Does the Costs Award Limit In Small Claims Court Change If There Is a Counterclaim?
Generally, Awards For Costs In a Small Claims Court Case Are Based On a 15% Limit For the Amount Claimed. Where More Than One Claim Was Heard, Such As Where a Counterclaim Was Involved, Costs Are Based On Each Claim and Calculated Separately.
A Helpful Guide On How to Understand the Basis of Calculating Costs In Small Claims Court
Generally, and with some exceptions, section 29 of the Courts of Justice Act, R.S.O. 1990, c. C.43 limits a costs award, for the portion as reimbursement to a litigant for expenses for representation (lawyer, student-at-law, or paralegal) to fifteen (15%) percent of the total value of the claim. Of course, this is always subject to the discretion of the Judge and some judges prefer to view the limit as applicable based on the final award rather than based on the amount of the claim. Specially, section 29 of the Courts of Justice Act states:
An award of costs in the Small Claims Court, other than disbursements, shall not exceed 15 per cent of the amount claimed or the value of the property sought to be recovered unless the court considers it necessary in the interests of justice to penalize a party or a party’s representative for unreasonable behaviour in the proceeding.
Whereas the Small Claims Court jurisdiction is limited to claims up to a maximum of thirty-five thousand ($35,000.00) dollars per Plaintiff, the general limit on reimbursement for representation expenses is five thousand two hundred fifty ($5,250.00) dollars, being the fifteen (15%) percent of the maximum claim limit. As indicated, this limit is subject to exceptions for penalties as sanctions or deterent for unreasonable behaviour in the proceeding; however, the question of what is deemed a "proceeding" often arises as does the question of what happens to the limit when there are joined together as multiple proceedings heard concurrently such as is commonplace for matters involving a Plaintiff's Claim and a Defendant's Claim.
Per the Divisional Court in the matter of 10.1 Inc. v. 2248951 Ontario Inc., 2018 ONSC 381, where multiple proceedings are heard concurrently, such as a Plaintiff's Claim and a Defendant's Claim, the general fifteen (15%) limit is available based on the combined amount of the proceedings:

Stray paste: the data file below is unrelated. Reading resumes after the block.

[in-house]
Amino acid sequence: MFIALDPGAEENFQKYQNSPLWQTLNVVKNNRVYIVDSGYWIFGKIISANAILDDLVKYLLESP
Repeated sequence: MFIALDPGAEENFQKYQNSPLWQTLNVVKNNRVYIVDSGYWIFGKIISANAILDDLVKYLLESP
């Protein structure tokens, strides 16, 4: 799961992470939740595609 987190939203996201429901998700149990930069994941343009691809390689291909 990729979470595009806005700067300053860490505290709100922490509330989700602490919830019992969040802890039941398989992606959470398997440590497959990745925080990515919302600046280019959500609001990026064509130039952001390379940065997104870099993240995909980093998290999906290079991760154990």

There is no reason why the amount of the defendant’s claim should not be considered when determining costs under s. 29. Certainly the defendant would have insisted that costs be calculated on the amount of its claim had it been successful in this case. Parties in Small Claims Court proceedings must understand that there are potential adverse costs consequences if they exaggerate or inflate their claims or advance unmeritorious counter-claims. This, too, promotes settlement. See: Zuker and Winny, Ontario Small Claims Court Practice, 2018, at p. 58:
In cases involving a defendant’s claim, the amount claimed in the defendant’s claim and the amount claimed in the plaintiff’s claim are added to determine the “amount claimed” for the purposes of s. 29 [citations omitted].
 The appellant argues that the Small Claims Court cannot award costs on the combined total of the plaintiff’s and defendant’s claims ($35,500 in this case) because that amount exceeds the $25,000 monetary limit of the Small Claims Court. I do not agree. There is no dispute that the Small Claims Court has the jurisdiction to hear both the plaintiff’s claim and defendant’s claim when the combined total of the two claims exceeds $25,000, provided that each party’s claim is under the monetary limit. Section 29 does not increase the monetary limit of the court, but sets out a method for calculating the maximum costs that the court can award in any particular case. Clearly the cost associated with a case involving a plaintiff’s claim and a defendant’s claim will usually exceed the costs of a case with only one claim, and it is only logical that the Deputy Judge can take into account the value of both claims when determining the maximum costs that can be awarded.
As stated by the Divisional Court in 10.1 Inc. by basing calculation of the fifteen (15%) percent on the amount claimed, including the combined claims where multiple processes are involved, parties are encouraged to carefully consider settlement positions. Additionally, the risk of substantial costs penalties discourages frivolous processes whereas, if the limit was stuck at a maximum of fifteen (15%) percent of thirty five thousand ($35,000) dollars, a Defendant would be without discouragement from bringing a frivolous counterclaim.
With the flexibility shown in 10.1 Inc., among other cases, the costs rules for the Small Claims Court provide a reasonable and effective control mechanism that balances both the need to reimburse successful parties for a substantial portion, and perhaps all, of the costs incurred for representation along with the encouragement to engage in constructive settlement discussions and discouragement of frivolous litigation.